US Mass Producing More Nuclear Bombs (Daniel 7)
Aaron Mehta, Defense News
In a 2008 file photo, members of the NNSA work on a B61 nuclear warhead. less
WASHINGTON — The National Nuclear Security Administration has authorized the B61–12 warhead life-extension program to enter the production-engineering phase.
The decision marks the final development phase prior to actual production. The NNSA says the first production unit of the weapon is planned for fiscal year 2020.
“Reaching this next phase of the B61–12 LEP is a major achievement for NNSA and the exceptionally talented scientists and engineers whose work underpins this vital national security mission,” NNSA head retired Lt. Gen. Frank Klotz said in a statement. “Currently, the B61 contains the oldest components in the US arsenal. This LEP will add at least an additional 20 years to the life of the system.”
The announcement marks another major step in the Obama administration’s overarching plan to modernize the nuclear force, which Pentagon officials have warned could cost $350-$450 billion over the next decade.
On July 29, the Air Force released requests for proposals for the Ground Based Strategic Deterrent (GBSD), which replaces the 1960s-era Minuteman III intercontinental ballistic missiles, and the Long Range Standoff (LRSO) weapon, which will replace the AGM-86B Air Launched Cruise Missile.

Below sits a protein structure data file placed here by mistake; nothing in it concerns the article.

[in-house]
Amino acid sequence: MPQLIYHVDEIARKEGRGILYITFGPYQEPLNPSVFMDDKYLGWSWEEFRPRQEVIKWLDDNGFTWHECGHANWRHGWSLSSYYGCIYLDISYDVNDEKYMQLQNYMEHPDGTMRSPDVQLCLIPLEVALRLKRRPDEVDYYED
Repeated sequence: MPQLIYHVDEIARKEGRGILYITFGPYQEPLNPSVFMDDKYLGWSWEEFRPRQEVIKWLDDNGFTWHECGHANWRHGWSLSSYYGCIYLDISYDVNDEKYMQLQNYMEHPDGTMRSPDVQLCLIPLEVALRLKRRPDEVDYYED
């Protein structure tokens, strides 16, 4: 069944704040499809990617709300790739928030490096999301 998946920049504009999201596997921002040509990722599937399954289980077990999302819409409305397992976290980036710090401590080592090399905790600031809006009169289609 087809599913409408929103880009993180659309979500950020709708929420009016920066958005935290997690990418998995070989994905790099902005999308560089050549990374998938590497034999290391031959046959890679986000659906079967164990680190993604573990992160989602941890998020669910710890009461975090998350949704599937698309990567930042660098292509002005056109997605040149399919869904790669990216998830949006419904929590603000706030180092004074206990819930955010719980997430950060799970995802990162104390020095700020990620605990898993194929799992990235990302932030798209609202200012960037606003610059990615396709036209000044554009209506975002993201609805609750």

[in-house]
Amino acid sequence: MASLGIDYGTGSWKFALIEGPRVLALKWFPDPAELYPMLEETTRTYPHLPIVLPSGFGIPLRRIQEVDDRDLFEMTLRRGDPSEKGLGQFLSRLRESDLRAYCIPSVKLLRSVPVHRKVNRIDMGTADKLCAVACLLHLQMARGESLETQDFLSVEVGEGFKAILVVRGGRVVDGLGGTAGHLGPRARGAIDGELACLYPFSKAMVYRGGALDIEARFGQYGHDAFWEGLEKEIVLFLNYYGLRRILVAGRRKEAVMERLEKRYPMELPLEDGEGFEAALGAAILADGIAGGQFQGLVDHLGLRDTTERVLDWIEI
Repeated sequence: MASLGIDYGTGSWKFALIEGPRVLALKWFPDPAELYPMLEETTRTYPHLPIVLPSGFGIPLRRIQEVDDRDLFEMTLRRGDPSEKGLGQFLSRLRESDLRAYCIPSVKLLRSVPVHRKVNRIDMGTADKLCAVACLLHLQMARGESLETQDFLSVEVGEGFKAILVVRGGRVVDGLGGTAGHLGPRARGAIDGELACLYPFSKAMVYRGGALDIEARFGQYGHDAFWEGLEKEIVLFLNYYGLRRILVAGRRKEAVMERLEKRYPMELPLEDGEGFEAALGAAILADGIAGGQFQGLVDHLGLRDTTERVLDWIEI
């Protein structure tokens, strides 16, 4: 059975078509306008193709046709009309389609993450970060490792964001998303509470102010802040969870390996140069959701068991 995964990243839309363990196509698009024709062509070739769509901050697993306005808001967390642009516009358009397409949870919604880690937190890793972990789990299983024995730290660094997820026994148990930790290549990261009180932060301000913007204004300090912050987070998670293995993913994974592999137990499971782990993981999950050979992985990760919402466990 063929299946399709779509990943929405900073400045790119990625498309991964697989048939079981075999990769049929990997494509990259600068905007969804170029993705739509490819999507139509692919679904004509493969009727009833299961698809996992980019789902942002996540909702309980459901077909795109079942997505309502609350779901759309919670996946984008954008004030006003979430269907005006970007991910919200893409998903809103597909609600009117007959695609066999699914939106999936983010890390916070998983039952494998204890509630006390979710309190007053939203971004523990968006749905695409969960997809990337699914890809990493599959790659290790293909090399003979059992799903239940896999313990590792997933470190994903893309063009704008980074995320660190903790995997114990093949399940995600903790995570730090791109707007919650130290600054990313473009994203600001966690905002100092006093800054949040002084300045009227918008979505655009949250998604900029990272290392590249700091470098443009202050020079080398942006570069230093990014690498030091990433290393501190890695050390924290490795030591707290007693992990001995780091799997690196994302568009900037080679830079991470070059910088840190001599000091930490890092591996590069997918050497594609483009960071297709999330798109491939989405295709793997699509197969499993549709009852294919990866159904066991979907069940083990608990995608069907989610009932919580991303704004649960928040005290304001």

It also comes at a time when members of Congress have begun raising serious questions about the modernization plan, in particular over the need for the LRSO.
While the Defense Department manages the delivery systems of the nuclear force, including ships, planes and missiles, the NNSA — a semi-autonomous department within the Department of Energy — has oversight over the development, maintenance and disposal of nuclear warheads.
Those delivery systems tend to receive more focus than the warhead modernization. For example, a July 14 hearing of the House Armed Services Subcommittee on Strategic Forces featured only one passing mention of the B61 program. But the life extension program is a vital part of the overall modernization strategy.
The NNSA is perusing a modernization plan known as the “3+2 Strategy,” under which the agency is consolidating the American arsenal of warheads into five variants. Five bomb and cruise missile warhead types are being consolidated into two replacement-warhead designs, the W80–4 and the B61–12. Meanwhile, the five ballistic missile warheads now in service are being consolidated into three new interoperable warheads known as the IW-1, IW-2, and IW-3.
The B61–12 will replace the existing B61–3, -4, -7, and -10 bomb designs. The program includes Boeing-designed tail-kits, provided by the Air Force.
Nonproliferation experts have questioned if the plan is still the best way forward, given growing concern about the cost of modernizing the US nuclear arsenal.
If the 3+2 strategy was shifted, it could potentially save money that could instead be plowed into NNSA infrastructure needs. In a February hearing, Klotz warned that the administration has a $3.7 billion bill in deferred maintenance to facilities, with some buildings dating back to the days of the Manhattan Project.